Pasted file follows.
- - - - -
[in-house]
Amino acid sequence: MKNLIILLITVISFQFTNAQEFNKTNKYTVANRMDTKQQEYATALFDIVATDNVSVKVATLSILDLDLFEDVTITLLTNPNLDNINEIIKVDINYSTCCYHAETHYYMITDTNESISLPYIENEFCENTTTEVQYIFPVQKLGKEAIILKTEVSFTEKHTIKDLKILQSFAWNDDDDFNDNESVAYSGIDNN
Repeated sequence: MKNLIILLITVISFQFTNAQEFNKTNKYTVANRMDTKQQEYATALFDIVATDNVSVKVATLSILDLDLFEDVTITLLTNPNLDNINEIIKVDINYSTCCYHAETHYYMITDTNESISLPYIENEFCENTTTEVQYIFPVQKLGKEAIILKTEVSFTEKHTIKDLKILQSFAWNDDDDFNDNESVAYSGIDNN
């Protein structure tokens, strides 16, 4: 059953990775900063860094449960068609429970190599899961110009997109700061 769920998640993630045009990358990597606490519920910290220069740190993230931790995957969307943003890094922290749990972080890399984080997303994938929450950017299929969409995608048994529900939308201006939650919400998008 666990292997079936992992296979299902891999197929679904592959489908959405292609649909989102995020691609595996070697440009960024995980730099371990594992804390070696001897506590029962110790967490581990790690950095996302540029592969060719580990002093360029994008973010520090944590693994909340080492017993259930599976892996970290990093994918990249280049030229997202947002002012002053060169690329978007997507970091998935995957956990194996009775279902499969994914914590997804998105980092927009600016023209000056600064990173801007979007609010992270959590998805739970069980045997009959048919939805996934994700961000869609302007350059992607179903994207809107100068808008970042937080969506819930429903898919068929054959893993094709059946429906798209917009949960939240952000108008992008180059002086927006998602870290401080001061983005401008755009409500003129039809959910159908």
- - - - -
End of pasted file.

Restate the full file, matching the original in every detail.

[in-house]
Amino acid sequence: MKNLIILLITVISFQFTNAQEFNKTNKYTVANRMDTKQQEYATALFDIVATDNVSVKVATLSILDLDLFEDVTITLLTNPNLDNINEIIKVDINYSTCCYHAETHYYMITDTNESISLPYIENEFCENTTTEVQYIFPVQKLGKEAIILKTEVSFTEKHTIKDLKILQSFAWNDDDDFNDNESVAYSGIDNN
Repeated sequence: MKNLIILLITVISFQFTNAQEFNKTNKYTVANRMDTKQQEYATALFDIVATDNVSVKVATLSILDLDLFEDVTITLLTNPNLDNINEIIKVDINYSTCCYHAETHYYMITDTNESISLPYIENEFCENTTTEVQYIFPVQKLGKEAIILKTEVSFTEKHTIKDLKILQSFAWNDDDDFNDNESVAYSGIDNN
């Protein structure tokens, strides 16, 4: 059953990775900063860094449960068609429970190599899961110009997109700061 769920998640993630045009990358990597606490519920910290220069740190993230931790995957969307943003890094922290749990972080890399984080997303994938929450950017299929969409995608048994529900939308201006939650919400998008 666990292997079936992992296979299902891999197929679904592959489908959405292609649909989102995020691609595996070697440009960024995980730099371990594992804390070696001897506590029962110790967490581990790690950095996302540029592969060719580990002093360029994008973010520090944590693994909340080492017993259930599976892996970290990093994918990249280049030229997202947002002012002053060169690329978007997507970091998935995957956990194996009775279902499969994914914590997804998105980092927009600016023209000056600064990173801007979007609010992270959590998805739970069980045997009959048919939805996934994700961000869609302007350059992607179903994207809107100068808008970042937080969506819930429903898919068929054959893993094709059946429906798209917009949960939240952000108008992008180059002086927006998602870290401080001061983005401008755009409500003129039809959910159908």